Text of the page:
CTI: Soaring food prices affect other businesses

Mwenge Food Market, Dar es Salaam
Unstable food prices are likely to affect the growth of other businesses and the entire economy unless investments in the agricultural sector improve.

Soaring food prices will seriously affect the well-being of low-income earners who spend more than 70 per cent of their income to purchase basic needs, mostly food.

The Confederation of Tanzania Industries (CTI) has expressed concern over the trickle down effect of rising food prices on the manufacturing sector because of the eroded consumer income.

"As the household income is eroded by high food prices, demand for other goods and services may automatically fall," noted Mr Hussein Kamote, the CTI Director of Policy and Advocacy in an interview on Thursday in Dar es Salaam.

Food prices provide important insights into how household budgets and provision for  the family's nutrition and health are being squeezed.

He said when a large portion of household earnings is spent on food, demand for non-food products like building materials, clothes, shoes, alcohol and soft drinks drop, thus impacting heavily on the returns of the manufacturing firms.

Mr Kamote
Mr Kamote said investments in the agricultural sector should focus on local needs to ensure that the whole country is supplied with enough food, as this would help stabilise prices.

He also said infrastructure development could be a significant strategy in stabilising prices as well as harnessing market potentials in neighbouring countries.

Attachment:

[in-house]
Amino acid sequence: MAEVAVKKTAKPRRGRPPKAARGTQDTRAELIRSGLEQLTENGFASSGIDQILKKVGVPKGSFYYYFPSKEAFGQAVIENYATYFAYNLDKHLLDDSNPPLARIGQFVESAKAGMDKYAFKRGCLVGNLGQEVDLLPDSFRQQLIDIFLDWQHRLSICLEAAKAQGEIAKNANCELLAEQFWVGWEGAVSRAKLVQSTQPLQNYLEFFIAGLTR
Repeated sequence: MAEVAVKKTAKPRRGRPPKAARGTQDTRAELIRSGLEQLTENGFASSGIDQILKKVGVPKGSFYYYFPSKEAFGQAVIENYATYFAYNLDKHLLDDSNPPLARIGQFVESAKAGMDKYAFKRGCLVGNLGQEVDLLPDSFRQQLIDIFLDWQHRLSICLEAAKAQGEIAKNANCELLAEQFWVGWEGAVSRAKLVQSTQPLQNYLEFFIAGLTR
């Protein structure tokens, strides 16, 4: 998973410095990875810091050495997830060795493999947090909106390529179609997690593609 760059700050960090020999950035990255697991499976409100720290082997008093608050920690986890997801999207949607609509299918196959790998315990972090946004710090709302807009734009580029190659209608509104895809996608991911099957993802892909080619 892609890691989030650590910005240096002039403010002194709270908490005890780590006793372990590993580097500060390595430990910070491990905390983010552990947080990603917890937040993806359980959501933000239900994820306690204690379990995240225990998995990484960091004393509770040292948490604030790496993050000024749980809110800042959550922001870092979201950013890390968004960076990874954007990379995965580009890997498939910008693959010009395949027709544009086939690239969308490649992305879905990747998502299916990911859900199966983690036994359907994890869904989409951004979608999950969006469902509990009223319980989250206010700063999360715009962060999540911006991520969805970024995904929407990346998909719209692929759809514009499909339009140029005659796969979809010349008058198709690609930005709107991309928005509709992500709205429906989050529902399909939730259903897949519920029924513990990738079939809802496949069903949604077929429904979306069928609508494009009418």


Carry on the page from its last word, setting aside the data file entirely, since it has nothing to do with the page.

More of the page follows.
A survey conducted at Tandale, Kisutu and Tandika  markets in Dar es Salaam  established that prices have continued to edge upwards since January. 

The Vice-Chairperson of the Tandika Market, Mr Athuman Jongo, said the retail price for rice has risen to 2,500/- from 1,800/- per kilo. Beans have gone up to   2,000/- and 2,500/- per kilo from   1,200/- and 1,500/-.

Sugar has made a leap to 2,600/- from 2,100/- per kilo, while cooking oil is selling at 4,500/- instead of  2,500/- per litre.

Mr Jongo said Tandika market has been receiving large consignments of cereals, a good sign of plenty of food upcountry. Mr Samwel Nyamhongo, a trader at Kisutu market, said rising transport costs pushed food prices upwards.

"For food prices to go down, transport costs must drop first," he said.  Mr Hasan Kiwenga of  Tandale market said   food prices are expected to drop in the next two months when  harvesting begins.
Source: The Daily News,dailynews.co.tz, reported by Sebastian Mrindoko
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